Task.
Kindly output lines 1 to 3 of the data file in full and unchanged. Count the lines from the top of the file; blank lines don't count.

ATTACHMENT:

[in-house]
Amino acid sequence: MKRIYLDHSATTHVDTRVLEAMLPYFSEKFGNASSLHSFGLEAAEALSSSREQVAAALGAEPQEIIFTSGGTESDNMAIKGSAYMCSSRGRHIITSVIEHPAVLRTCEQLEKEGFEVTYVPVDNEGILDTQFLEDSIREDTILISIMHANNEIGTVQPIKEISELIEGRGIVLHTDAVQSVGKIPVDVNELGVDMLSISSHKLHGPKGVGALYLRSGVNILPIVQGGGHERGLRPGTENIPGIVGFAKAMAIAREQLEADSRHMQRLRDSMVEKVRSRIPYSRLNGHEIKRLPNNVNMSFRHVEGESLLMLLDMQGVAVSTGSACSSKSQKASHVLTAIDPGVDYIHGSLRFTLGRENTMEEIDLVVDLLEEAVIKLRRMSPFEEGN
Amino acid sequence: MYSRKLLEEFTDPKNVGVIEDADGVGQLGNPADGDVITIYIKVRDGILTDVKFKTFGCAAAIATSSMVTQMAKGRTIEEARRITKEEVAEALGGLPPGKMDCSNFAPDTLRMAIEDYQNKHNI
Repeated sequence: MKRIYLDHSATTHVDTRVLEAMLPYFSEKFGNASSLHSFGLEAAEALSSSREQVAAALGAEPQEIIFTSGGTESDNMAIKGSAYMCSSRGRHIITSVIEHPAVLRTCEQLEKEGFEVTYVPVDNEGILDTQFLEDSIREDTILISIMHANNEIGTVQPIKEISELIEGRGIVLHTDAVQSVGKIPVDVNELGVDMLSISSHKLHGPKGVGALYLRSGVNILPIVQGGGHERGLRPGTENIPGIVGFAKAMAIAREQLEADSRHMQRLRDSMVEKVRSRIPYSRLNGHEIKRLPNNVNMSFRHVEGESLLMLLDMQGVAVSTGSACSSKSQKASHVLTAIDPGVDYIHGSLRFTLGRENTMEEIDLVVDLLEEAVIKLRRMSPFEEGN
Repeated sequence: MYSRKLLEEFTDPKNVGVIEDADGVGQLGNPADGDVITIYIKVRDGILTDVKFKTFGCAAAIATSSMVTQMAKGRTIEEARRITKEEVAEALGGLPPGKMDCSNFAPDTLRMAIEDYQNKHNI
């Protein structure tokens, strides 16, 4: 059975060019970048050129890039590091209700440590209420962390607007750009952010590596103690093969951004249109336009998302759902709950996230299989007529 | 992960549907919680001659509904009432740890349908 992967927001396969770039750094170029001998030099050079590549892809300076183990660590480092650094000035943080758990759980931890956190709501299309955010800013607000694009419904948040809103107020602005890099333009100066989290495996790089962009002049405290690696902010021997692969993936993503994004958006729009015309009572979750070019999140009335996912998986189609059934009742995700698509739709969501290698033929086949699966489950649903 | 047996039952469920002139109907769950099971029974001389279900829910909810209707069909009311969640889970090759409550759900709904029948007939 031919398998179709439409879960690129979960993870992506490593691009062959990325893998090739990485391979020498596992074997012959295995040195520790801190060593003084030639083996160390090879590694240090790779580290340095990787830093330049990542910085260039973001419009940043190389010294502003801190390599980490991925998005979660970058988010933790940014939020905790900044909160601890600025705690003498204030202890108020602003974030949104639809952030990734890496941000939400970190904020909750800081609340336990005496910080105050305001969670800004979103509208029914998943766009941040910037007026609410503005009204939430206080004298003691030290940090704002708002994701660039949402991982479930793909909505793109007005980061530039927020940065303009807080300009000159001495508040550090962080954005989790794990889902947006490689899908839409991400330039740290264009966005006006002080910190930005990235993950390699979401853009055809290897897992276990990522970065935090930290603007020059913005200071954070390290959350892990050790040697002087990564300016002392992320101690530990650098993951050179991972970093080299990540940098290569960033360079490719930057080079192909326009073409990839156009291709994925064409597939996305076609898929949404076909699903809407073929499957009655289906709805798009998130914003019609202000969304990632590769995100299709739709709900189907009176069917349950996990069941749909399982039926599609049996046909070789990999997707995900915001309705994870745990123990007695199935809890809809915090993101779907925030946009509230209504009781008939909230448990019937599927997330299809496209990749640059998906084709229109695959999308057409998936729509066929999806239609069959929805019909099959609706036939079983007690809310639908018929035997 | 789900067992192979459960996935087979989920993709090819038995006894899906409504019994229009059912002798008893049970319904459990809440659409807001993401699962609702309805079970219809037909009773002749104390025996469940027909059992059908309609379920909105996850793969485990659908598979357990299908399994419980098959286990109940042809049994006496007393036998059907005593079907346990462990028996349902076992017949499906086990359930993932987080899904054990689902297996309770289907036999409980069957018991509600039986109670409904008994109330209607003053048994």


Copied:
[in-house]
Amino acid sequence: MKRIYLDHSATTHVDTRVLEAMLPYFSEKFGNASSLHSFGLEAAEALSSSREQVAAALGAEPQEIIFTSGGTESDNMAIKGSAYMCSSRGRHIITSVIEHPAVLRTCEQLEKEGFEVTYVPVDNEGILDTQFLEDSIREDTILISIMHANNEIGTVQPIKEISELIEGRGIVLHTDAVQSVGKIPVDVNELGVDMLSISSHKLHGPKGVGALYLRSGVNILPIVQGGGHERGLRPGTENIPGIVGFAKAMAIAREQLEADSRHMQRLRDSMVEKVRSRIPYSRLNGHEIKRLPNNVNMSFRHVEGESLLMLLDMQGVAVSTGSACSSKSQKASHVLTAIDPGVDYIHGSLRFTLGRENTMEEIDLVVDLLEEAVIKLRRMSPFEEGN
Amino acid sequence: MYSRKLLEEFTDPKNVGVIEDADGVGQLGNPADGDVITIYIKVRDGILTDVKFKTFGCAAAIATSSMVTQMAKGRTIEEARRITKEEVAEALGGLPPGKMDCSNFAPDTLRMAIEDYQNKHNI